Congress's only avowed Socialist announced Friday he had introduced a bipartisan bill that would foil the privatization of the nation's flight service stations and keep all of them open, including the one at the Grand Forks International Airport.
The bill would keep them federalized and save 30 jobs at the Grand Forks Flight Service Station and 1,000 nationwide, according to Rep. Bernie Sanders, Vermont's sole House member. Sanders was elected as an Independent and caucuses with the Democrats.
In February, the Bush administration, following through on a privatization plan announced several years ago, awarded Lockheed Martin corporation a $1.9 billion bid to take over the flight service stations from the Federal Aviation Administration. Lockheed said it would close 37 of the nation's 57 flight service stations, including the one at the Grand Forks International Airport.
North Dakota's Rep. Earl Pomeroy is one of 38 Democrat co-sponsors; there also are seven House Republicans signed on to the Federal Aviation Safety Security Act introduced earlier this month, Sanders said in a news release Friday.
Lockheed, in its bid-winning plan, said it would close 37 of the nation's 57 flight service stations between April 2006 and March 2007, including the one at Grand Forks.
Flight service stations are part of the FAA's air traffic control system and focus on briefing pilots on weather conditions and terrain, and they also help in emergency search and rescue efforts. But one pilot told the Herald that new technology makes much of the flight station's mission obsolete and that much of the information dispensed by the flight stations is available to pilots by other means, including the Internet. Lockheed said it can provide the same service using only 20 flight service stations.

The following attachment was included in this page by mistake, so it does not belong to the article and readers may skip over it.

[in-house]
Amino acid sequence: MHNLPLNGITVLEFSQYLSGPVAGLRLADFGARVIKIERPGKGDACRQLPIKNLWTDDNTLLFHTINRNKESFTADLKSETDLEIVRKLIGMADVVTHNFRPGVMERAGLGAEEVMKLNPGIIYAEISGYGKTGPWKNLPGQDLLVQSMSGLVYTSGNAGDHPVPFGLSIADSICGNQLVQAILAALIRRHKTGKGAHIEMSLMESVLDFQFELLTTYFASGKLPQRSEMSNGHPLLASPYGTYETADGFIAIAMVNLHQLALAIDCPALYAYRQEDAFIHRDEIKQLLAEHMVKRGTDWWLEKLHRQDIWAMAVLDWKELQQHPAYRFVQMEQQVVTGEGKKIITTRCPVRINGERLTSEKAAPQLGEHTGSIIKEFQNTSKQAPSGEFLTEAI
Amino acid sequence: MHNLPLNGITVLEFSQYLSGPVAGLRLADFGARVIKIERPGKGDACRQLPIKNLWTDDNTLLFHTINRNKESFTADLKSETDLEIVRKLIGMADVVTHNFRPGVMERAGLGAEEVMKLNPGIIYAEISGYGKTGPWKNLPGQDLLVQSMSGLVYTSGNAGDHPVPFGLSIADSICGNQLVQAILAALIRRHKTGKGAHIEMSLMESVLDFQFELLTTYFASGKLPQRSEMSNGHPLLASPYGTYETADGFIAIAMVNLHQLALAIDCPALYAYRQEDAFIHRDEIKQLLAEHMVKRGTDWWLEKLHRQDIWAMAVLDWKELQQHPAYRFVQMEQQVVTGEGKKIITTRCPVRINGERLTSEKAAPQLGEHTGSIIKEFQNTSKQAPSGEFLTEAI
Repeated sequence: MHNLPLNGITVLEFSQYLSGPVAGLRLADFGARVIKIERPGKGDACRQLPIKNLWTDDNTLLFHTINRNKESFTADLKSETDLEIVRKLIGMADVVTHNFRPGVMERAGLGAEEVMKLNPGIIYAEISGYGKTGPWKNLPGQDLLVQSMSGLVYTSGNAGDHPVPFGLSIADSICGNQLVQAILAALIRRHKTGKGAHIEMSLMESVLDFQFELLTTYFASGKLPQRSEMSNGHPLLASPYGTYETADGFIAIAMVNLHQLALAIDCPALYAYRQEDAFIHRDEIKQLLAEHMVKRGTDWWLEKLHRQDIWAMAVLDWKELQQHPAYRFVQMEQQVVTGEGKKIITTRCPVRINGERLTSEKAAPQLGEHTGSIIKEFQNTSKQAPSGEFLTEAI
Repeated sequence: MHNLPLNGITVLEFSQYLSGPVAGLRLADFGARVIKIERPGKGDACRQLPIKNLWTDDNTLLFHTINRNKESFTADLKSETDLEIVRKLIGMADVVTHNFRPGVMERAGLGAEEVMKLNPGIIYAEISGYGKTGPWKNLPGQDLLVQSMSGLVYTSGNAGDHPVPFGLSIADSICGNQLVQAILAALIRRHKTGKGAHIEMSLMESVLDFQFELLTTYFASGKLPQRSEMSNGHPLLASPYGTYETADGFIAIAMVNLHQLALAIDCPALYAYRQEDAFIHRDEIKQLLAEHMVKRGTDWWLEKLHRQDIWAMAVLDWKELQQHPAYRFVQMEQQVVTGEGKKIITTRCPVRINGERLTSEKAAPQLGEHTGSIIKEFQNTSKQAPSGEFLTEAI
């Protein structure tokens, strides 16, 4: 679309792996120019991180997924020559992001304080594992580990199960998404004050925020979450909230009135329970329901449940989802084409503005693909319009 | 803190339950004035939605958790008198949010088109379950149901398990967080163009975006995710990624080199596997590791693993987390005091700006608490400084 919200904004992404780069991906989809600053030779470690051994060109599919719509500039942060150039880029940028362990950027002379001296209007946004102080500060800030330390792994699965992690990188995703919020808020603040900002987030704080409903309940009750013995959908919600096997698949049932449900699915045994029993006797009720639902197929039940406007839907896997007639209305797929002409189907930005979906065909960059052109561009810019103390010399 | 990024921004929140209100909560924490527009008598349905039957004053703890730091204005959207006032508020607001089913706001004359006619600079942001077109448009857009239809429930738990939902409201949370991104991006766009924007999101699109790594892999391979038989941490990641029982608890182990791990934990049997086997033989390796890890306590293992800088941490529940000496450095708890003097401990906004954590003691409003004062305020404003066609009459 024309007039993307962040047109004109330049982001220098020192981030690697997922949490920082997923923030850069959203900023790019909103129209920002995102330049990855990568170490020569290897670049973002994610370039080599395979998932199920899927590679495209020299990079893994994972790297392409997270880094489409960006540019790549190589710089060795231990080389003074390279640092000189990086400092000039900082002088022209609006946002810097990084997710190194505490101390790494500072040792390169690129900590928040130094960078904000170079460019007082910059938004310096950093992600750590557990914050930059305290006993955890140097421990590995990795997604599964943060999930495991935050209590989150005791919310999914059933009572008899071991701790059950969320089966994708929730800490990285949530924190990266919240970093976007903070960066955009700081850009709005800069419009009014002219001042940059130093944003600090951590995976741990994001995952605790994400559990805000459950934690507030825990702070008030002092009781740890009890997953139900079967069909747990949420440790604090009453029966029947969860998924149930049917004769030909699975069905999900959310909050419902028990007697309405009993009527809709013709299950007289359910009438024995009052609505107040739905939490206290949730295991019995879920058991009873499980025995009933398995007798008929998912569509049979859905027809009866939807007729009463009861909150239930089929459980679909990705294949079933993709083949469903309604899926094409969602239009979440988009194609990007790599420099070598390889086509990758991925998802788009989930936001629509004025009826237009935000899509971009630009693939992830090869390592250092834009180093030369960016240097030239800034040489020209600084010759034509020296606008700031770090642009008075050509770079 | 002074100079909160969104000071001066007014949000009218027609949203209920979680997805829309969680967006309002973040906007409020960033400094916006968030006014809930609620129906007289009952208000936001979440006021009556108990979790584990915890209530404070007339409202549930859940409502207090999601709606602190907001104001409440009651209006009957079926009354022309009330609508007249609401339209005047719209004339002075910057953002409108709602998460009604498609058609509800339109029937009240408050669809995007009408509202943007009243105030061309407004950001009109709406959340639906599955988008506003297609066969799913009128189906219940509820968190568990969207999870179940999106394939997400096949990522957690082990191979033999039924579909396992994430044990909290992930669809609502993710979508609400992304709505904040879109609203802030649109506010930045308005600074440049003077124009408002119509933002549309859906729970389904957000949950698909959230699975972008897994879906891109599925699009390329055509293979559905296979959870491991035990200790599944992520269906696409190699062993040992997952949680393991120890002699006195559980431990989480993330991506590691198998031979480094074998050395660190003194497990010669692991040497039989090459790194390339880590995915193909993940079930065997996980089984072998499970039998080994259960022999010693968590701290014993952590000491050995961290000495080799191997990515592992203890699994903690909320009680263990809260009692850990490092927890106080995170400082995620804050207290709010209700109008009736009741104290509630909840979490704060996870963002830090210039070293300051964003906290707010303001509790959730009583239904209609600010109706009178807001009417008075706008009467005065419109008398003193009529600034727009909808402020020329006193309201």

The flight service station in Princeton, Minn., near the Twin Cities, would take over the area - the entire state of North Dakota - which now is the bailiwick of the Grand Forks station, Lockheed Martin officials announced.
There has been a flight service station in Grand Forks since the 1940s, when the airport was east of 43rd Street and south of Gateway Drive.
The FAA control tower at the Grand Forks International Airport is a separate facility that monitors air traffic in and around the airport. It and its 19 employees aren't affected by the downsizing of flight service stations.
A companion bill to Sanders' has been introduced in the Senate by U.S. Sens. Tim Johnson, D.-S.D., and John Thune, R-S.D.
The bills would require that flight service air traffic control specialists be federal employees.
Sanders said the post-9/11 security concerns highlight the need to keep the flight station function federalized.
"We should not privatize federal jobs involving public safety to private sector companies involved in operating for profit," Sanders said in his news release. "The public safety of airline passengers should not be put up for sale to the lowest bidder."
Supporters of the Bush administration's downsizing moves point out that much of airline safety, including the airlines themselves, operate as private entities.